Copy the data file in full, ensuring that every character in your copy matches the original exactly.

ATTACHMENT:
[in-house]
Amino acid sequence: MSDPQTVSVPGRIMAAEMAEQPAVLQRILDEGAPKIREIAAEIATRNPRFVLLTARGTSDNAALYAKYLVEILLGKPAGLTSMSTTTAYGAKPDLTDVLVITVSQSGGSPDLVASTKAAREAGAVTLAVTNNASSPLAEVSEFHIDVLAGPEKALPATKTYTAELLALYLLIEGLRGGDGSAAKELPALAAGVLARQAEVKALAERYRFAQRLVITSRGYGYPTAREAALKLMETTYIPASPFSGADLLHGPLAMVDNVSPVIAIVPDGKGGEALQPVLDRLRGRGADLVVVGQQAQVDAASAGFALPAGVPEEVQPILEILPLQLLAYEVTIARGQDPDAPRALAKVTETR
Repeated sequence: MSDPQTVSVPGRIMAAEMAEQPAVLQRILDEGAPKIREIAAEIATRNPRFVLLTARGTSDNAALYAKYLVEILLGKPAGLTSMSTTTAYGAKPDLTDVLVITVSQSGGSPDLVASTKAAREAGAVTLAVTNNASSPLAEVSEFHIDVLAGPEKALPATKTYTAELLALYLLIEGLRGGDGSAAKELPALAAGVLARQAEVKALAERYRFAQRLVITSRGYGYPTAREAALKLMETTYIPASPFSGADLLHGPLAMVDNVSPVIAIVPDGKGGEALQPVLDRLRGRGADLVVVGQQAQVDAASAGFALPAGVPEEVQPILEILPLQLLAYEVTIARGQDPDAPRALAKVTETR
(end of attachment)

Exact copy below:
[in-house]
Amino acid sequence: MSDPQTVSVPGRIMAAEMAEQPAVLQRILDEGAPKIREIAAEIATRNPRFVLLTARGTSDNAALYAKYLVEILLGKPAGLTSMSTTTAYGAKPDLTDVLVITVSQSGGSPDLVASTKAAREAGAVTLAVTNNASSPLAEVSEFHIDVLAGPEKALPATKTYTAELLALYLLIEGLRGGDGSAAKELPALAAGVLARQAEVKALAERYRFAQRLVITSRGYGYPTAREAALKLMETTYIPASPFSGADLLHGPLAMVDNVSPVIAIVPDGKGGEALQPVLDRLRGRGADLVVVGQQAQVDAASAGFALPAGVPEEVQPILEILPLQLLAYEVTIARGQDPDAPRALAKVTETR
Repeated sequence: MSDPQTVSVPGRIMAAEMAEQPAVLQRILDEGAPKIREIAAEIATRNPRFVLLTARGTSDNAALYAKYLVEILLGKPAGLTSMSTTTAYGAKPDLTDVLVITVSQSGGSPDLVASTKAAREAGAVTLAVTNNASSPLAEVSEFHIDVLAGPEKALPATKTYTAELLALYLLIEGLRGGDGSAAKELPALAAGVLARQAEVKALAERYRFAQRLVITSRGYGYPTAREAALKLMETTYIPASPFSGADLLHGPLAMVDNVSPVIAIVPDGKGGEALQPVLDRLRGRGADLVVVGQQAQVDAASAGFALPAGVPEEVQPILEILPLQLLAYEVTIARGQDPDAPRALAKVTETR